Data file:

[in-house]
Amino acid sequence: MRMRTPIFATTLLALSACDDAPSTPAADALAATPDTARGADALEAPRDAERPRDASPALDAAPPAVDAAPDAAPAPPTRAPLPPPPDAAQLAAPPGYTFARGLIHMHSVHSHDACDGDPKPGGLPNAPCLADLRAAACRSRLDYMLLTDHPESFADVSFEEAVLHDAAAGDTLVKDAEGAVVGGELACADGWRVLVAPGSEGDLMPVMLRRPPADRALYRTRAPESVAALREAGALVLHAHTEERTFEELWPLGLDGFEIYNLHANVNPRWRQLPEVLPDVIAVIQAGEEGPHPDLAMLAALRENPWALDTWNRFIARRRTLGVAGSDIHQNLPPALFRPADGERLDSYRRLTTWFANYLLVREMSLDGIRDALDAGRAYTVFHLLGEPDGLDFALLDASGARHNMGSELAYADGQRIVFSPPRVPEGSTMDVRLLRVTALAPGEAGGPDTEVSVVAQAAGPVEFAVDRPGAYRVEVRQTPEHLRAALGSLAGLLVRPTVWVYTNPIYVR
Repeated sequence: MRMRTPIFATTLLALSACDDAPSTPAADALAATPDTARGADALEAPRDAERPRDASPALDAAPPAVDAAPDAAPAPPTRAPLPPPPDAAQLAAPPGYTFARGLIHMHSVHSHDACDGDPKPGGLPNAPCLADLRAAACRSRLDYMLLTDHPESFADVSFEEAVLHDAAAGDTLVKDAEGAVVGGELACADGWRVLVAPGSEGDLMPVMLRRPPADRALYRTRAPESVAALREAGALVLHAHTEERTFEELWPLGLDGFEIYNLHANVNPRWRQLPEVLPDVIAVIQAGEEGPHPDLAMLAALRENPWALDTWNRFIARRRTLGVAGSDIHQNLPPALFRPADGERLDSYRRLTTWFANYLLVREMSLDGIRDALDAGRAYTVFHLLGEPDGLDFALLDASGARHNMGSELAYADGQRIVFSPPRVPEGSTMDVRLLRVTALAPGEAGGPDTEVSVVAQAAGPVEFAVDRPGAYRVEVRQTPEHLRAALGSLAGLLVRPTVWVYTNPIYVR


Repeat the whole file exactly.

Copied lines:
[in-house]
Amino acid sequence: MRMRTPIFATTLLALSACDDAPSTPAADALAATPDTARGADALEAPRDAERPRDASPALDAAPPAVDAAPDAAPAPPTRAPLPPPPDAAQLAAPPGYTFARGLIHMHSVHSHDACDGDPKPGGLPNAPCLADLRAAACRSRLDYMLLTDHPESFADVSFEEAVLHDAAAGDTLVKDAEGAVVGGELACADGWRVLVAPGSEGDLMPVMLRRPPADRALYRTRAPESVAALREAGALVLHAHTEERTFEELWPLGLDGFEIYNLHANVNPRWRQLPEVLPDVIAVIQAGEEGPHPDLAMLAALRENPWALDTWNRFIARRRTLGVAGSDIHQNLPPALFRPADGERLDSYRRLTTWFANYLLVREMSLDGIRDALDAGRAYTVFHLLGEPDGLDFALLDASGARHNMGSELAYADGQRIVFSPPRVPEGSTMDVRLLRVTALAPGEAGGPDTEVSVVAQAAGPVEFAVDRPGAYRVEVRQTPEHLRAALGSLAGLLVRPTVWVYTNPIYVR
Repeated sequence: MRMRTPIFATTLLALSACDDAPSTPAADALAATPDTARGADALEAPRDAERPRDASPALDAAPPAVDAAPDAAPAPPTRAPLPPPPDAAQLAAPPGYTFARGLIHMHSVHSHDACDGDPKPGGLPNAPCLADLRAAACRSRLDYMLLTDHPESFADVSFEEAVLHDAAAGDTLVKDAEGAVVGGELACADGWRVLVAPGSEGDLMPVMLRRPPADRALYRTRAPESVAALREAGALVLHAHTEERTFEELWPLGLDGFEIYNLHANVNPRWRQLPEVLPDVIAVIQAGEEGPHPDLAMLAALRENPWALDTWNRFIARRRTLGVAGSDIHQNLPPALFRPADGERLDSYRRLTTWFANYLLVREMSLDGIRDALDAGRAYTVFHLLGEPDGLDFALLDASGARHNMGSELAYADGQRIVFSPPRVPEGSTMDVRLLRVTALAPGEAGGPDTEVSVVAQAAGPVEFAVDRPGAYRVEVRQTPEHLRAALGSLAGLLVRPTVWVYTNPIYVR